Paul Conley has three tips for employers and potential employees — what employers should look for, and what people entering the work force should prepare for.
I especially like point number two: Be self-taught.
On resumes and interviews, for every position I’ve tried to fill over the past three or so years I’ve looked for this attribute consistently. In this day and age, you need to be a person who is always learning and knows how to learn without teachers or guidance. Teachers and guidance are great, and I am happy to mentor people, but if you have to be able to do it on your own, too.
couldn’t agree with you more, howard. in the classes i teach for the interactive journalism program at AU, my students always want me to walk them through the lessons in Mindy’s Flash Journalism book. I tell them no and that I am here to teach them how to teach themselves. They will always have the book, but they will only have me for one class and for me to just read to them while doing a show and tell would be a colossal waste of their valuable tuition dollars and time. Additionally, in our field, you must prepared for the next technology coming down the pipe or be prepared to push existing technology in different directions to be competitive.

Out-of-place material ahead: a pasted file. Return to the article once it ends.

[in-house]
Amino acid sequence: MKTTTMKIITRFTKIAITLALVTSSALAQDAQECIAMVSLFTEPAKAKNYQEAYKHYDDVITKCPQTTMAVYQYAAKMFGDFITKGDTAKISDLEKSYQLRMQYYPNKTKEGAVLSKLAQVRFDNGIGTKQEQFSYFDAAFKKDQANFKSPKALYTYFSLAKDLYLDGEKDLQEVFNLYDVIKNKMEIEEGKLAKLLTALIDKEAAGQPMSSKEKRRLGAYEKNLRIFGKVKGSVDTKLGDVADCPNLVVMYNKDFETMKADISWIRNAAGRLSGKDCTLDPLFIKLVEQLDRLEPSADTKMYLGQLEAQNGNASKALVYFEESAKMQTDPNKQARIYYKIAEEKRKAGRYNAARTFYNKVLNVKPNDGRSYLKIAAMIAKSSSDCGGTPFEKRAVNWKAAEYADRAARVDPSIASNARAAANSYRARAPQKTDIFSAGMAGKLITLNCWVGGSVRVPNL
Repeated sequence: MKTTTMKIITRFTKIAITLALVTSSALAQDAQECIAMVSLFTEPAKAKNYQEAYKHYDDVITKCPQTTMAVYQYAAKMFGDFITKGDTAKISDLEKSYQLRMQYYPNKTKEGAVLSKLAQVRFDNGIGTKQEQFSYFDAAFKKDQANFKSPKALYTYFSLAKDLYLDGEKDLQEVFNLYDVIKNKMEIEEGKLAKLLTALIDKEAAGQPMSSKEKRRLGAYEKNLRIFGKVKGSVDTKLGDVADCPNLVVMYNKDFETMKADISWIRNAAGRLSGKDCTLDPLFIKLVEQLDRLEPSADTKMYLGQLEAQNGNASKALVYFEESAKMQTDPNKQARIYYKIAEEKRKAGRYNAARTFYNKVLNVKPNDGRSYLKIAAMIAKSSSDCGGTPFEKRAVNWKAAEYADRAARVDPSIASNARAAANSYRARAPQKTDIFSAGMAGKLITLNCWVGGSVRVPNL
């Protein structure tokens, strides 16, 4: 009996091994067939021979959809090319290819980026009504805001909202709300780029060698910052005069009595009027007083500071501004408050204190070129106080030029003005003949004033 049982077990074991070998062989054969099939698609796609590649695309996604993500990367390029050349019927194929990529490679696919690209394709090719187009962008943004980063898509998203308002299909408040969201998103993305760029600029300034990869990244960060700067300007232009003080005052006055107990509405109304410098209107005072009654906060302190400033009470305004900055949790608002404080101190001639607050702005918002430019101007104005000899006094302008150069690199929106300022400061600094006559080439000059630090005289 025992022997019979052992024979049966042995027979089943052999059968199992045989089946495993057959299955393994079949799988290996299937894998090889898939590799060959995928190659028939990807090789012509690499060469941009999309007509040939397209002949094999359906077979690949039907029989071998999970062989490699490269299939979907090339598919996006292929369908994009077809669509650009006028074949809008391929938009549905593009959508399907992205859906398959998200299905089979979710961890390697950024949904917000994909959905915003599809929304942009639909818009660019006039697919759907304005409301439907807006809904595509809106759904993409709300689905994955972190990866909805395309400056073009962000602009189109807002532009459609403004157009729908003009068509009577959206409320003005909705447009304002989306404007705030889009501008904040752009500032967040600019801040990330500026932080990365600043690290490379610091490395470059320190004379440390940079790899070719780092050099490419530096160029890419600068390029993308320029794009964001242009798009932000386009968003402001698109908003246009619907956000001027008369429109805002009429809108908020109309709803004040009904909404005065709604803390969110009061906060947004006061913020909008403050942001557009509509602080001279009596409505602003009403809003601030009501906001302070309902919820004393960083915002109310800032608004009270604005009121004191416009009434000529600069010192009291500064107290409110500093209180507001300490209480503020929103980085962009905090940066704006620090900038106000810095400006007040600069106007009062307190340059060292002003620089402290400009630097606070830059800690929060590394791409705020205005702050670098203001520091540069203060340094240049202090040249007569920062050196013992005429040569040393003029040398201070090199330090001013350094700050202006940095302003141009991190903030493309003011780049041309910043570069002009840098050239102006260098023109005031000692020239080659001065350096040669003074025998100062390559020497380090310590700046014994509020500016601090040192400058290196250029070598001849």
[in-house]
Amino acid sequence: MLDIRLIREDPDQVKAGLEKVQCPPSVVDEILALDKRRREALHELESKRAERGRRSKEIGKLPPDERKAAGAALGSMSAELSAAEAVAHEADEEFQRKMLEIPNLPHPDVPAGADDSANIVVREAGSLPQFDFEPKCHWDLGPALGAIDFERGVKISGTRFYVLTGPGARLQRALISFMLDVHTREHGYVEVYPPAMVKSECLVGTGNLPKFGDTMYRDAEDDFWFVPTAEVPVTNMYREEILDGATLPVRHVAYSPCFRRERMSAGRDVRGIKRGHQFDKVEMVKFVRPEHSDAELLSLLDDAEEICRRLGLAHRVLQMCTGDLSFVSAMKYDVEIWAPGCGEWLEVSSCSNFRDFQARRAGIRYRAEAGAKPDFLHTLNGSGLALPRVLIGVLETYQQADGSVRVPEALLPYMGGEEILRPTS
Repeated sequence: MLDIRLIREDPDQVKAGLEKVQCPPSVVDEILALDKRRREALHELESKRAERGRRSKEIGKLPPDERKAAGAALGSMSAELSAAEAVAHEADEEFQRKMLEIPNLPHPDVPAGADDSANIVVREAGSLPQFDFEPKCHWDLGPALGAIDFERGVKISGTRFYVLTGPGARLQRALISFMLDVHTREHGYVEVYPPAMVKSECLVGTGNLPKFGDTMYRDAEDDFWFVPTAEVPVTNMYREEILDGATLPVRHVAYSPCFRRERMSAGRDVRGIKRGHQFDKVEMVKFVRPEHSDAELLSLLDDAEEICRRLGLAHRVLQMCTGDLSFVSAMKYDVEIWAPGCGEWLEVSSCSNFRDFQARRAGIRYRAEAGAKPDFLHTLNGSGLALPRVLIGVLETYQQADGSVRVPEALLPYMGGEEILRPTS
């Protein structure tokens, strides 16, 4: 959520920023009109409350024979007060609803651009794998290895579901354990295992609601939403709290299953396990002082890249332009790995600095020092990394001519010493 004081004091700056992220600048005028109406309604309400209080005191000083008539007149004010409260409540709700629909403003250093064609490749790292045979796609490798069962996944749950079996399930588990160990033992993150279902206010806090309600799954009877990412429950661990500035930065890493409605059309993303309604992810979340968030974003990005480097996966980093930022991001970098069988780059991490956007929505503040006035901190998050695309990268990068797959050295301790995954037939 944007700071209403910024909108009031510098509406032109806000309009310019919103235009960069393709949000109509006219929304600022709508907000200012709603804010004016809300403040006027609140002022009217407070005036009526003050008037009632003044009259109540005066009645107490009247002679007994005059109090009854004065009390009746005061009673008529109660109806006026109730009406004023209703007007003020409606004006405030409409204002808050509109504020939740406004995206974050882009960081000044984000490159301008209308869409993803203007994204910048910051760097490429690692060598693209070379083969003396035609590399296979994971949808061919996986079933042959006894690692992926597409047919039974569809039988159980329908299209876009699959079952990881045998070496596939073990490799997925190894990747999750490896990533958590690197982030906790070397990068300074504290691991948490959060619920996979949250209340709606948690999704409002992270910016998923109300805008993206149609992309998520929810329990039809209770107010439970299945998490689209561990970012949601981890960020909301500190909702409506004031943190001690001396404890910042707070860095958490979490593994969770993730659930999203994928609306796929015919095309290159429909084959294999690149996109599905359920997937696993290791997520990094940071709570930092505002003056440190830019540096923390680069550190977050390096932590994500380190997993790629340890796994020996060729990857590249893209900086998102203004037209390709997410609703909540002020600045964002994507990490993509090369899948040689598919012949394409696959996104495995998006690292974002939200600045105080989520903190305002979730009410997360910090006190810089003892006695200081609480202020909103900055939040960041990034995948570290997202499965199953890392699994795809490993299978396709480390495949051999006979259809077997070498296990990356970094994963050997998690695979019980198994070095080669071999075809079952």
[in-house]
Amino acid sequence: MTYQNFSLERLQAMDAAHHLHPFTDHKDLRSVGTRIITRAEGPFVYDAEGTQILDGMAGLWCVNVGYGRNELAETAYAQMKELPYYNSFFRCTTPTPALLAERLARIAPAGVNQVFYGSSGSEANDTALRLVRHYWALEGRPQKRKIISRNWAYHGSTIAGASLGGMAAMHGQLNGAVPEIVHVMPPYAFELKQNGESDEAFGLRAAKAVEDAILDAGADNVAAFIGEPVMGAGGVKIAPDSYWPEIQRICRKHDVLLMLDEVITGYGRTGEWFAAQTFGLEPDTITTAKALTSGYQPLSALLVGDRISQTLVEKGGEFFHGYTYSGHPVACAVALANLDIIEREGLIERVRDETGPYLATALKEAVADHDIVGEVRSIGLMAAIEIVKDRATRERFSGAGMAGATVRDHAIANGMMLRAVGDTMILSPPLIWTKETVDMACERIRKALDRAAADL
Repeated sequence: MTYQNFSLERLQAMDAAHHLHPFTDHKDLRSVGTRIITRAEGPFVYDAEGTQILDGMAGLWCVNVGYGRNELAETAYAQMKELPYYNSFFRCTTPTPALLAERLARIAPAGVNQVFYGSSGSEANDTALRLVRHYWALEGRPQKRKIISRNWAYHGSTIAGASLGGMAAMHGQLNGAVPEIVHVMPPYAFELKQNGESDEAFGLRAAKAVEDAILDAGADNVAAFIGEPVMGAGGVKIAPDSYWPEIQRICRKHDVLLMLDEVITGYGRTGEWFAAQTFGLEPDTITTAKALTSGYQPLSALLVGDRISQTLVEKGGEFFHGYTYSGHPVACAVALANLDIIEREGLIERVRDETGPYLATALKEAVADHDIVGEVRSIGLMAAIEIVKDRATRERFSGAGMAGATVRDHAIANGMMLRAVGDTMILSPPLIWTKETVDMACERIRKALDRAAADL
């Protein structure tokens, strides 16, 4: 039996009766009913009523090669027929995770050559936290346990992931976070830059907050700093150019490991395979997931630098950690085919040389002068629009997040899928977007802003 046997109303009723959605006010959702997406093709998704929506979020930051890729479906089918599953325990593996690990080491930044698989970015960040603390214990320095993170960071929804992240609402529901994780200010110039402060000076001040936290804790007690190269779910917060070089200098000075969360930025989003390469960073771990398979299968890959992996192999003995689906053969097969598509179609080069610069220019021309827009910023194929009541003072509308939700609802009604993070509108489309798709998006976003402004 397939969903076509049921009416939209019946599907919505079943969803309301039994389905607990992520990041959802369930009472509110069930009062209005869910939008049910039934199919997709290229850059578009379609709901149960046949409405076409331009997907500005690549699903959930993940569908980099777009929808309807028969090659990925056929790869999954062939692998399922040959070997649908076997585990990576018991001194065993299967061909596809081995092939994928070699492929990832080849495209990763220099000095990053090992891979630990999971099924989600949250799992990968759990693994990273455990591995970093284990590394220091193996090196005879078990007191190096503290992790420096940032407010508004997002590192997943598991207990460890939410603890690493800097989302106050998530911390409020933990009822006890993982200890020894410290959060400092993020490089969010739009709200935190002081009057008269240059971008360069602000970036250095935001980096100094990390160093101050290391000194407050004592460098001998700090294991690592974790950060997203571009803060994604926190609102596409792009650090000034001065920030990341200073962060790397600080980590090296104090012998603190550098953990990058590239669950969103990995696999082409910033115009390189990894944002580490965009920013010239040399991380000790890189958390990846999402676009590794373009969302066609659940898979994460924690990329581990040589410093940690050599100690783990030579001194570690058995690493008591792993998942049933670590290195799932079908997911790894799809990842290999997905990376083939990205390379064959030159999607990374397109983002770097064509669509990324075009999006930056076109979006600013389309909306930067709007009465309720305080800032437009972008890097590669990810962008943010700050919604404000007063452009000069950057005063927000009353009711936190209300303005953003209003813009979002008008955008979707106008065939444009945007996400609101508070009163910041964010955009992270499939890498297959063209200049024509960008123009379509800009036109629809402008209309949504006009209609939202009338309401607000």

Learning is lifelong, and being self-taught generally goes hand-in-hand with creative problem solving abilities.
[…] Mindy McAdams, Ryan Sholin and Howard Owens, among many others, have blogged about the changing skill set of journalists. […]
[…] Howard Owens points out that you can’t wait for/depend on training; each journalist needs to initiate and develop his/her own career development: “In this day and age, you need to be a person who is always learning and knows how to learn without teachers or guidance. Teachers and guidance are great, and I am happy to mentor people, but if you have to be able to do it on your own, too.” […]